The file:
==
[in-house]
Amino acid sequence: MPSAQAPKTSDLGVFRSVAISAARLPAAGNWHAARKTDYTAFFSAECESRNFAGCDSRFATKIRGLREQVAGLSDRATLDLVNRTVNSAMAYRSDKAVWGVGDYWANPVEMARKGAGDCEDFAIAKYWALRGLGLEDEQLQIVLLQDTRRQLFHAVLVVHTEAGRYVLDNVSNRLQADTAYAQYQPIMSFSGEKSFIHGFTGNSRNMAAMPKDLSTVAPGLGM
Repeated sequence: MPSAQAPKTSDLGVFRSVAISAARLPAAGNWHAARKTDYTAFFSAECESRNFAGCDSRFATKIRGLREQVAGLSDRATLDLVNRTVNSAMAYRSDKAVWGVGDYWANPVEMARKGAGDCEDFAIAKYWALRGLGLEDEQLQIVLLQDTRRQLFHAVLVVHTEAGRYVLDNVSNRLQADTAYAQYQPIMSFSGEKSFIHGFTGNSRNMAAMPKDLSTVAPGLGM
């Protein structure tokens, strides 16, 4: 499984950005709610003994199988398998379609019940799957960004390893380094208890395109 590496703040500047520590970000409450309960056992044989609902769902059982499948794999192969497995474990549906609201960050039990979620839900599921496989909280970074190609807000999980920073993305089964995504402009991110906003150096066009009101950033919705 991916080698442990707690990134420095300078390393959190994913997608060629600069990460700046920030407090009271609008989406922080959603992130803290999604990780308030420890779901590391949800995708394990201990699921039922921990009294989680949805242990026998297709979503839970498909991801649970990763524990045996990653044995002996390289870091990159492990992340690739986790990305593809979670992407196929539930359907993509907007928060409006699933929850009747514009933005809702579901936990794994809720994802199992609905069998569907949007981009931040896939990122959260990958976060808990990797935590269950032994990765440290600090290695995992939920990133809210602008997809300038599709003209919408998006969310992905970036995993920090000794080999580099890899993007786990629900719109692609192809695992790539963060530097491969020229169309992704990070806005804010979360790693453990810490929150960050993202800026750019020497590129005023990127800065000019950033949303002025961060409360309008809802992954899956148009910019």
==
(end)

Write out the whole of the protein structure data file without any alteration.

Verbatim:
[in-house]
Amino acid sequence: MPSAQAPKTSDLGVFRSVAISAARLPAAGNWHAARKTDYTAFFSAECESRNFAGCDSRFATKIRGLREQVAGLSDRATLDLVNRTVNSAMAYRSDKAVWGVGDYWANPVEMARKGAGDCEDFAIAKYWALRGLGLEDEQLQIVLLQDTRRQLFHAVLVVHTEAGRYVLDNVSNRLQADTAYAQYQPIMSFSGEKSFIHGFTGNSRNMAAMPKDLSTVAPGLGM
Repeated sequence: MPSAQAPKTSDLGVFRSVAISAARLPAAGNWHAARKTDYTAFFSAECESRNFAGCDSRFATKIRGLREQVAGLSDRATLDLVNRTVNSAMAYRSDKAVWGVGDYWANPVEMARKGAGDCEDFAIAKYWALRGLGLEDEQLQIVLLQDTRRQLFHAVLVVHTEAGRYVLDNVSNRLQADTAYAQYQPIMSFSGEKSFIHGFTGNSRNMAAMPKDLSTVAPGLGM
């Protein structure tokens, strides 16, 4: 499984950005709610003994199988398998379609019940799957960004390893380094208890395109 590496703040500047520590970000409450309960056992044989609902769902059982499948794999192969497995474990549906609201960050039990979620839900599921496989909280970074190609807000999980920073993305089964995504402009991110906003150096066009009101950033919705 991916080698442990707690990134420095300078390393959190994913997608060629600069990460700046920030407090009271609008989406922080959603992130803290999604990780308030420890779901590391949800995708394990201990699921039922921990009294989680949805242990026998297709979503839970498909991801649970990763524990045996990653044995002996390289870091990159492990992340690739986790990305593809979670992407196929539930359907993509907007928060409006699933929850009747514009933005809702579901936990794994809720994802199992609905069998569907949007981009931040896939990122959260990958976060808990990797935590269950032994990765440290600090290695995992939920990133809210602008997809300038599709003209919408998006969310992905970036995993920090000794080999580099890899993007786990629900719109692609192809695992790539963060530097491969020229169309992704990070806005804010979360790693453990810490929150960050993202800026750019020497590129005023990127800065000019950033949303002025961060409360309008809802992954899956148009910019």